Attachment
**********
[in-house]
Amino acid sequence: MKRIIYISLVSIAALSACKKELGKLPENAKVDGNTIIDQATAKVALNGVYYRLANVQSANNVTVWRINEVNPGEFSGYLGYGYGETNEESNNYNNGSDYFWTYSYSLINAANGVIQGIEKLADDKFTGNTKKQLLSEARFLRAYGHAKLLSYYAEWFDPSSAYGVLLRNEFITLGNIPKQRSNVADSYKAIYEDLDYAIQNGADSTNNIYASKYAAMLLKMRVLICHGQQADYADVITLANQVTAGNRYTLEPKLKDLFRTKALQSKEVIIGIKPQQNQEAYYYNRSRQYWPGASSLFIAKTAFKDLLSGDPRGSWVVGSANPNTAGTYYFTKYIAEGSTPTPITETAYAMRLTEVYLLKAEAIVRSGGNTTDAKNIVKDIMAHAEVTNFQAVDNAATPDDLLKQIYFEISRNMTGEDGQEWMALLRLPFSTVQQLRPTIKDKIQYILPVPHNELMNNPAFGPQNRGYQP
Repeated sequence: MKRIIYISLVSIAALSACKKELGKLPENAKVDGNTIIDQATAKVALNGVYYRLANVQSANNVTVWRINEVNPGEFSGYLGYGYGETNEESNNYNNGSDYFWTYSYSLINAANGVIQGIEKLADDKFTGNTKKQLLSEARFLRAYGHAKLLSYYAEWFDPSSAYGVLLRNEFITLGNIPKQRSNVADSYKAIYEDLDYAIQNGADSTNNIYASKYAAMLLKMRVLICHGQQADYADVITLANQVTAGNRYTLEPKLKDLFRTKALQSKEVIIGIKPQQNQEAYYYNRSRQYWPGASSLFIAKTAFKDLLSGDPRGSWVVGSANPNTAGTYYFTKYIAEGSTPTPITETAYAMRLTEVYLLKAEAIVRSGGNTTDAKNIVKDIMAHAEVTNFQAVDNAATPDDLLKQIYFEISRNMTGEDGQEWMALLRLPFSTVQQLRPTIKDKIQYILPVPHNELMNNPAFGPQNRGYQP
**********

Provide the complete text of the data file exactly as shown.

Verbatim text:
[in-house]
Amino acid sequence: MKRIIYISLVSIAALSACKKELGKLPENAKVDGNTIIDQATAKVALNGVYYRLANVQSANNVTVWRINEVNPGEFSGYLGYGYGETNEESNNYNNGSDYFWTYSYSLINAANGVIQGIEKLADDKFTGNTKKQLLSEARFLRAYGHAKLLSYYAEWFDPSSAYGVLLRNEFITLGNIPKQRSNVADSYKAIYEDLDYAIQNGADSTNNIYASKYAAMLLKMRVLICHGQQADYADVITLANQVTAGNRYTLEPKLKDLFRTKALQSKEVIIGIKPQQNQEAYYYNRSRQYWPGASSLFIAKTAFKDLLSGDPRGSWVVGSANPNTAGTYYFTKYIAEGSTPTPITETAYAMRLTEVYLLKAEAIVRSGGNTTDAKNIVKDIMAHAEVTNFQAVDNAATPDDLLKQIYFEISRNMTGEDGQEWMALLRLPFSTVQQLRPTIKDKIQYILPVPHNELMNNPAFGPQNRGYQP
Repeated sequence: MKRIIYISLVSIAALSACKKELGKLPENAKVDGNTIIDQATAKVALNGVYYRLANVQSANNVTVWRINEVNPGEFSGYLGYGYGETNEESNNYNNGSDYFWTYSYSLINAANGVIQGIEKLADDKFTGNTKKQLLSEARFLRAYGHAKLLSYYAEWFDPSSAYGVLLRNEFITLGNIPKQRSNVADSYKAIYEDLDYAIQNGADSTNNIYASKYAAMLLKMRVLICHGQQADYADVITLANQVTAGNRYTLEPKLKDLFRTKALQSKEVIIGIKPQQNQEAYYYNRSRQYWPGASSLFIAKTAFKDLLSGDPRGSWVVGSANPNTAGTYYFTKYIAEGSTPTPITETAYAMRLTEVYLLKAEAIVRSGGNTTDAKNIVKDIMAHAEVTNFQAVDNAATPDDLLKQIYFEISRNMTGEDGQEWMALLRLPFSTVQQLRPTIKDKIQYILPVPHNELMNNPAFGPQNRGYQP